Buoyed by a triple-play of significant transactions, Popular Inc., Banco Popular de Puerto Rico’s parent company, reported net income of $327.5 million for the quarter ended June 30, 2013, compared to a net loss of $120.3 million for the quarter ended March 31, 2013.
“Popular reported $328 million in net income for the second quarter. To say there’s a little noise in these numbers would be the understatement of the century,” Popular Inc. CEO Richard Carrión said during a conference call to discuss the results revealed Thursday.
During the three-month period, the financial institution completed two previously announced transactions — EVERTEC’s initial public offering and the sale of a portfolio of non-performing residential mortgage loans (NPLs) with a book value and unpaid principal balance of $434.6 million and $510.7 million, respectively — and benefitted from an amendment to the Puerto Rico Internal Revenue Code which, among other things, increased the corporate income tax rate from 30 percent to 39 percent, resulting in a benefit to the bank of $215.6 million from the increase in the net deferred tax asset.
The three transactions, he said, resulted in the adjusted net income of $68 million for the bank “in a quarter that reflects our two greatest sources of strength: revenue-generating capacity and capital levels.”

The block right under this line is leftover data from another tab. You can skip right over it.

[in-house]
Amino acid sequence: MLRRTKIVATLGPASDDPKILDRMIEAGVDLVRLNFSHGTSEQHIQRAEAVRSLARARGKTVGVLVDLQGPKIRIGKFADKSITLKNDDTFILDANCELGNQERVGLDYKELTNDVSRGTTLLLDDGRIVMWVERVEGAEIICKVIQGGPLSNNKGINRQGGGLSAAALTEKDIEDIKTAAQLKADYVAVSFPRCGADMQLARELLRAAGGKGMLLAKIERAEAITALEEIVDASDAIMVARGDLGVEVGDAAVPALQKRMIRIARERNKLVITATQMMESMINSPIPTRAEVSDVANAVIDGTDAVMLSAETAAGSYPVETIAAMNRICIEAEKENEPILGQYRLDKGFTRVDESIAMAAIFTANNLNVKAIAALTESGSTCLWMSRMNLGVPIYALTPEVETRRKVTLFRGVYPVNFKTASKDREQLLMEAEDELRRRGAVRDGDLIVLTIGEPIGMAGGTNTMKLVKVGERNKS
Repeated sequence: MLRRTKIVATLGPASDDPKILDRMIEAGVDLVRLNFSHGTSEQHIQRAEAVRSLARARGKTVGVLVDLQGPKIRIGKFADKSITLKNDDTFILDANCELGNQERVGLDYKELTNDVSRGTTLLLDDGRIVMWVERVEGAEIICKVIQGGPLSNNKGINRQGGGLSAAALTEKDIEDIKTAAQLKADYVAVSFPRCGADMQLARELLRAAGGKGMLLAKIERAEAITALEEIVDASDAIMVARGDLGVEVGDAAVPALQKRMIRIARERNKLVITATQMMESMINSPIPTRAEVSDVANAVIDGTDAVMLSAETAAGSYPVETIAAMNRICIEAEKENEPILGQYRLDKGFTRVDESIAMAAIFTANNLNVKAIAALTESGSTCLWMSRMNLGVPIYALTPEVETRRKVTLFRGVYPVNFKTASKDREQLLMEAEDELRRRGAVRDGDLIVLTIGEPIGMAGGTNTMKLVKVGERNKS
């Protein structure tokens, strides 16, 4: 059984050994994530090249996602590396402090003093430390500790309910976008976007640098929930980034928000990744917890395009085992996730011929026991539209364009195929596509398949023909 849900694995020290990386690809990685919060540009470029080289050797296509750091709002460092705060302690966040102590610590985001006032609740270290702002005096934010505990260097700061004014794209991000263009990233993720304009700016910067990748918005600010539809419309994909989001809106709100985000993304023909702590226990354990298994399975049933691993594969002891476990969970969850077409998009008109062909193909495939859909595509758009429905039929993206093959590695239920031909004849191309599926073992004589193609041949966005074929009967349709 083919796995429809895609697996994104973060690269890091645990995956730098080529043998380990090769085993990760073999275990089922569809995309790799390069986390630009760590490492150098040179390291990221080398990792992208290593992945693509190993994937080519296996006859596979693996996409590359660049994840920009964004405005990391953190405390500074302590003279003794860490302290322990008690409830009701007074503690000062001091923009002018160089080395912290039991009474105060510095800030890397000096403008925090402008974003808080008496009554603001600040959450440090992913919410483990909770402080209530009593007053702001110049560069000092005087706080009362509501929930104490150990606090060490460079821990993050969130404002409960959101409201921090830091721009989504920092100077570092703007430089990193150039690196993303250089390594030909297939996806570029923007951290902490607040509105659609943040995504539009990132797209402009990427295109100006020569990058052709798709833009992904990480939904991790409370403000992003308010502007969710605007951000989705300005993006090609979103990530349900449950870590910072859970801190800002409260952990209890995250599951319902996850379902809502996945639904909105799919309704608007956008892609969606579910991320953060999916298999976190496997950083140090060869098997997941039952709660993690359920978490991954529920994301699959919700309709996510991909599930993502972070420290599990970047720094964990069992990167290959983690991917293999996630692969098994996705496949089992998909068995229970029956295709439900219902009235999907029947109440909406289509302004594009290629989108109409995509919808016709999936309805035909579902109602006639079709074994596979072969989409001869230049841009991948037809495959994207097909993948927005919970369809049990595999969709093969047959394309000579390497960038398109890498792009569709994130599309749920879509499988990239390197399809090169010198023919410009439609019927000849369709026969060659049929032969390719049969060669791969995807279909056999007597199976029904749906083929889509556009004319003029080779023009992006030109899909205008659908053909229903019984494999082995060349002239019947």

“We head into the second half of the year with an NPL to loan ratio, excluding covered loans, below 3 percent. Including the effect of the NPL sale and the EVERTEC IPO, we ended the quarter with strong capital levels,” he said, adding that Popular received some $270 million of cash from the IPO, including $92 million from the repayment of EVERTEC debt.
Popular retained a 32.4 percent stake in the company following the IPO with a current market value of $631 million and a book value of $64 million.
“EVERTEC continues to be an important business partner to Popular. Our remaining stake in the company is one of many valuable assets on our balance sheet. As investors, we’ll continue to participate in a proportionate share of the company’s income, and we expect to remain a significant shareholder in the company, and believe this investment will continue to yield a healthy return,” Carrión said.
With regards to the government’s decision to revert the corporate tax rate, Carrión said while necessary to address the difficult fiscal situation, the measure may decelerate the pace at which the Puerto Rico economy improves.
“So we cannot be certain of the magnitude of these effects. We’ve been able to make significant improvements in Popular’s business despite the soft macro environment on the island,” he said.
Meanwhile, he said the bank continues discussions with federal regulators to exit the Trouble Asset Relief Program, “in the most shareholder-friendly” way. Popular received $900 million from the assistance program at the height of the economic recession.